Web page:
ORNL, the principal contractor for the U.S. Nuclear Regulatory Commission on RPV integrity issues, applied that expertise to evaluate the safety case for the Belgian reactors put forward by Electrabel. “We had about two months total, so we did everything that we could reasonably do during that period,” says Bass. 

Bass and his colleagues examined the flaws—a total of 16,196 disc-shaped gaps detected in the RPVs' steel plates—and ran simulations meant to indicate whether the faults would initiate cracks under various stress scenarios. Simulations focused on the rapid temperature fluctuations that could happen, for example, in the case of a loss-of-coolant accident such as occurred at Fukushima Daiichi in 2011. They also projected the embrittlement of the RPV as it ages.

Of the thousands of flaws in the two reactors, four faults flunked ORNL’s initial simulations. Bass said that ORNL then accounted for the fact that the loading on the RPV would occur while it was warm, which makes the steel more robust during subsequent cooling—a metallurgical phenomenon that ORNL demonstrated experimentally in the 1970s and 1980s. 

Three of the Belgian reactors' four questionable flaws were deemed compliant with safety regulations under pre-stress warming conditions. The remaining flaw, labeled flaw #1660, was cleared after closer scrutiny of its geometry. 

The initial screenings were performed with a simplification of the shape, in which each was assumed to be a circular disc—an approach that Bass calls “very conservative." When ORNL modeled flaw #1660 and found that it is an elliptical disc (roughly 8.5 millimeters across in one direction and 10 mm across in the other), it passed muster.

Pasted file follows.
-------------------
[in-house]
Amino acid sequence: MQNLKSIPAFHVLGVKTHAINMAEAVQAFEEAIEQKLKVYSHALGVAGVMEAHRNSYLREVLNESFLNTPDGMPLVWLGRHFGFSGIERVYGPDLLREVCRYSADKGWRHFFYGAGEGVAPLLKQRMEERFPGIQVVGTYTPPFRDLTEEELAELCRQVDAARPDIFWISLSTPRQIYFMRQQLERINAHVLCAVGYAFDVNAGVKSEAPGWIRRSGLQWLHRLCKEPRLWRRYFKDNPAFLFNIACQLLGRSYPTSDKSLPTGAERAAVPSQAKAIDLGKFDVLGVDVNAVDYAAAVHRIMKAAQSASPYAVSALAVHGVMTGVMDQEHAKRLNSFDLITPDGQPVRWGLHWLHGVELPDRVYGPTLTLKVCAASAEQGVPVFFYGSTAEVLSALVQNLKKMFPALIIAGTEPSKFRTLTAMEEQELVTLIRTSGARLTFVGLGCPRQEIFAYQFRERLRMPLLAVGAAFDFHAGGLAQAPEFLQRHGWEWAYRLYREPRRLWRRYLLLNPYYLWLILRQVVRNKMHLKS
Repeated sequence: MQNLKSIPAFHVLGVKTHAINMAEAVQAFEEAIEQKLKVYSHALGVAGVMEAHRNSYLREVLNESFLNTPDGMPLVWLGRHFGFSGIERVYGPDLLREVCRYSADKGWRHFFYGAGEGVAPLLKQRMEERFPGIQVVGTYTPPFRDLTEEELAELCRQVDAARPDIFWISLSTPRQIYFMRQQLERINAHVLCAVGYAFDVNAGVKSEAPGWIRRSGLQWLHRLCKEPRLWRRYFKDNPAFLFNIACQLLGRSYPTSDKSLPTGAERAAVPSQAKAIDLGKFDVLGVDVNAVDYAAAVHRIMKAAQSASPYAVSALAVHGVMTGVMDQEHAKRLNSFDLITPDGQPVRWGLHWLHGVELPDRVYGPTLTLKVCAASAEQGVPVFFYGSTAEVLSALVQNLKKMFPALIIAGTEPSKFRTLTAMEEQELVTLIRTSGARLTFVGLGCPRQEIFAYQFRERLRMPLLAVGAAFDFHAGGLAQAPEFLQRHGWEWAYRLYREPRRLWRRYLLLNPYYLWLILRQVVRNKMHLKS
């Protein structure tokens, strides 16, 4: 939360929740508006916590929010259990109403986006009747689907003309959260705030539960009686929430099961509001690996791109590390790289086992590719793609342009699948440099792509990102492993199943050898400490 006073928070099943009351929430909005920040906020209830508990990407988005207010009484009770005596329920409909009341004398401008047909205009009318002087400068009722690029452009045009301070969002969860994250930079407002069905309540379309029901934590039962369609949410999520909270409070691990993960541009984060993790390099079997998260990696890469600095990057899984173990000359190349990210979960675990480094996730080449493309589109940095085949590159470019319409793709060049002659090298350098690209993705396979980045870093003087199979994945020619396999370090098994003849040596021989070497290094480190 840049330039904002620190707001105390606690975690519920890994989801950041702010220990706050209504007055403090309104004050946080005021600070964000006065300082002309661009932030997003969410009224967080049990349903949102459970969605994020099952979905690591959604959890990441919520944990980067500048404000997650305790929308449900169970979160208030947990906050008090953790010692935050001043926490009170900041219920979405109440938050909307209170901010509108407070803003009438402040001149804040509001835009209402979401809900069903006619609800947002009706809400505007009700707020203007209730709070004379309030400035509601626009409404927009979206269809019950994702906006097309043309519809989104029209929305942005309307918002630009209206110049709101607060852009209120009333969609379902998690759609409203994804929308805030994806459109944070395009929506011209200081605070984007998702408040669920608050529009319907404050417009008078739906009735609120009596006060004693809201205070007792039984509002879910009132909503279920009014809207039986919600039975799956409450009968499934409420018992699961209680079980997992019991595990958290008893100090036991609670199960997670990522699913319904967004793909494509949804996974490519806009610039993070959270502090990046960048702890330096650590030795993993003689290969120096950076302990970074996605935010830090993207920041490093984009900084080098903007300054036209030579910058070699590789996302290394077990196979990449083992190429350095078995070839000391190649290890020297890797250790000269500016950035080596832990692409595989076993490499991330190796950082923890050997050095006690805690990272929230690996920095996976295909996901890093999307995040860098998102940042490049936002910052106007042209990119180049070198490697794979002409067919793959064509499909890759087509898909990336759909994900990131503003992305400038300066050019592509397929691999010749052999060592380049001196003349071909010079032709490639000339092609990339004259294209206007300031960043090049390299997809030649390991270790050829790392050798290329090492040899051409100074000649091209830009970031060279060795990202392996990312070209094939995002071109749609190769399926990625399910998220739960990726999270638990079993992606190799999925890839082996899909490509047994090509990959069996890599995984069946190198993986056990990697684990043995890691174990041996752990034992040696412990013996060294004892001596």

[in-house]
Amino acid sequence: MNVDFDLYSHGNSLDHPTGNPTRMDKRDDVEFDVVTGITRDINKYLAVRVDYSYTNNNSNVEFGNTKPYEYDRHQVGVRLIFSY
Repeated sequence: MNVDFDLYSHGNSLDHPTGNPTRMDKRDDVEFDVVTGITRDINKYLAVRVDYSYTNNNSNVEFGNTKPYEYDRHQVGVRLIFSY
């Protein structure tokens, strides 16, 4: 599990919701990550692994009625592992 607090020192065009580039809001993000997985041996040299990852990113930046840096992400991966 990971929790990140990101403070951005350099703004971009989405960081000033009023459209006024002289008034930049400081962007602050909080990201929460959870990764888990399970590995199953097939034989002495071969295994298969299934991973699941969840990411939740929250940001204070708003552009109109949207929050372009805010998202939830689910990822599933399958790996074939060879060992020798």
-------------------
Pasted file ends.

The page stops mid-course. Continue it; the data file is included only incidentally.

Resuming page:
"You change the problem and go back to the original representation that’s much closer to reality,” says Bass. "When we did that we found that the real flaw met the ASME code acceptance criteria.”  

ORNL did not estimate how big the RPVs' margin of safety is, but it is “significant” in Bass’ expert opinion: ”There is significant margin between the driving forces on the flaws and the toughness of the material."

ORNL also concurred with Electrabel’s calculations regarding the risk posed by hydrogen diffusing into the steel and forcing open cracks during temperature swings. "We looked at what they did and it looked reasonable to us,” says Bass.

FANC, meanwhile, concurred with Electrabel’s assertion, based on ultrasonic inspections in 2012 and 2014, that the flaws were created when the RPVs were forged and are not growing over time. Still, it approved the reactors to restart on the condition that Electrabel must reinspect the RPVs when they are next shut down for refuelling.